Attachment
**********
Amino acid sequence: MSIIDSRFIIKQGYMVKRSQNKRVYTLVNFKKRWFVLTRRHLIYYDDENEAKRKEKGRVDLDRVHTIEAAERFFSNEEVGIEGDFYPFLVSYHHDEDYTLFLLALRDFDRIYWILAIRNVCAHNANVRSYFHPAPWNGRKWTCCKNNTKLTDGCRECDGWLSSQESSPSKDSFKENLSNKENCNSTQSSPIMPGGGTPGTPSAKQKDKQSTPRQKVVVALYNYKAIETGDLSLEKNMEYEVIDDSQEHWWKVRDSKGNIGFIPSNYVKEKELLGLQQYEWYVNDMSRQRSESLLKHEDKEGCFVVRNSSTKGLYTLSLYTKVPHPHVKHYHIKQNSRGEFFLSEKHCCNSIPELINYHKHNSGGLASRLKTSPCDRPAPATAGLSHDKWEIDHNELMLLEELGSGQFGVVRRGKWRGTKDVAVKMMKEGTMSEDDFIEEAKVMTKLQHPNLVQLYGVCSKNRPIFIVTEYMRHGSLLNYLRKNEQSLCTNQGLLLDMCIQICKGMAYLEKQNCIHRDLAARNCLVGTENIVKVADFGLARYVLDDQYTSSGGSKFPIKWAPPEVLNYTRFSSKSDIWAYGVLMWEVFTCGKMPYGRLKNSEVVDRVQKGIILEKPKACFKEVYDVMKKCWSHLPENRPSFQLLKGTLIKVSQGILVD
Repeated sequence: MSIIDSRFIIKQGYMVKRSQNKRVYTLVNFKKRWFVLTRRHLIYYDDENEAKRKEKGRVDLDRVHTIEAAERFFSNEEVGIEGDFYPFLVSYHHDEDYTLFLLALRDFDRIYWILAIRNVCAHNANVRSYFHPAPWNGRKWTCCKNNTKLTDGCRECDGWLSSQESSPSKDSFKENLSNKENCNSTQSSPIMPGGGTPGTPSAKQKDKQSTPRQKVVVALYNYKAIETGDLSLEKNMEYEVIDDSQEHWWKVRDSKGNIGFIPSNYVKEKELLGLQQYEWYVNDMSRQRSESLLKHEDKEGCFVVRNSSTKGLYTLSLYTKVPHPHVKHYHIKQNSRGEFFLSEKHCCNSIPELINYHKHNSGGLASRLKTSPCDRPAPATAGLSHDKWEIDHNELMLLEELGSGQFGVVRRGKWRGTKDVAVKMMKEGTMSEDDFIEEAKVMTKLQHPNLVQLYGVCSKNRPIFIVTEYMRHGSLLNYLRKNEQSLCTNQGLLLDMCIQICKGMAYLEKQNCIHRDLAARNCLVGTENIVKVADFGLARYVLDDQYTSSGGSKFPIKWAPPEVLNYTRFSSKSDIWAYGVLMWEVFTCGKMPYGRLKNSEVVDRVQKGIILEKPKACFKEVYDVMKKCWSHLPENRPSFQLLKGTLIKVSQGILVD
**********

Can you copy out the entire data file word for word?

Amino acid sequence: MSIIDSRFIIKQGYMVKRSQNKRVYTLVNFKKRWFVLTRRHLIYYDDENEAKRKEKGRVDLDRVHTIEAAERFFSNEEVGIEGDFYPFLVSYHHDEDYTLFLLALRDFDRIYWILAIRNVCAHNANVRSYFHPAPWNGRKWTCCKNNTKLTDGCRECDGWLSSQESSPSKDSFKENLSNKENCNSTQSSPIMPGGGTPGTPSAKQKDKQSTPRQKVVVALYNYKAIETGDLSLEKNMEYEVIDDSQEHWWKVRDSKGNIGFIPSNYVKEKELLGLQQYEWYVNDMSRQRSESLLKHEDKEGCFVVRNSSTKGLYTLSLYTKVPHPHVKHYHIKQNSRGEFFLSEKHCCNSIPELINYHKHNSGGLASRLKTSPCDRPAPATAGLSHDKWEIDHNELMLLEELGSGQFGVVRRGKWRGTKDVAVKMMKEGTMSEDDFIEEAKVMTKLQHPNLVQLYGVCSKNRPIFIVTEYMRHGSLLNYLRKNEQSLCTNQGLLLDMCIQICKGMAYLEKQNCIHRDLAARNCLVGTENIVKVADFGLARYVLDDQYTSSGGSKFPIKWAPPEVLNYTRFSSKSDIWAYGVLMWEVFTCGKMPYGRLKNSEVVDRVQKGIILEKPKACFKEVYDVMKKCWSHLPENRPSFQLLKGTLIKVSQGILVD
Repeated sequence: MSIIDSRFIIKQGYMVKRSQNKRVYTLVNFKKRWFVLTRRHLIYYDDENEAKRKEKGRVDLDRVHTIEAAERFFSNEEVGIEGDFYPFLVSYHHDEDYTLFLLALRDFDRIYWILAIRNVCAHNANVRSYFHPAPWNGRKWTCCKNNTKLTDGCRECDGWLSSQESSPSKDSFKENLSNKENCNSTQSSPIMPGGGTPGTPSAKQKDKQSTPRQKVVVALYNYKAIETGDLSLEKNMEYEVIDDSQEHWWKVRDSKGNIGFIPSNYVKEKELLGLQQYEWYVNDMSRQRSESLLKHEDKEGCFVVRNSSTKGLYTLSLYTKVPHPHVKHYHIKQNSRGEFFLSEKHCCNSIPELINYHKHNSGGLASRLKTSPCDRPAPATAGLSHDKWEIDHNELMLLEELGSGQFGVVRRGKWRGTKDVAVKMMKEGTMSEDDFIEEAKVMTKLQHPNLVQLYGVCSKNRPIFIVTEYMRHGSLLNYLRKNEQSLCTNQGLLLDMCIQICKGMAYLEKQNCIHRDLAARNCLVGTENIVKVADFGLARYVLDDQYTSSGGSKFPIKWAPPEVLNYTRFSSKSDIWAYGVLMWEVFTCGKMPYGRLKNSEVVDRVQKGIILEKPKACFKEVYDVMKKCWSHLPENRPSFQLLKGTLIKVSQGILVD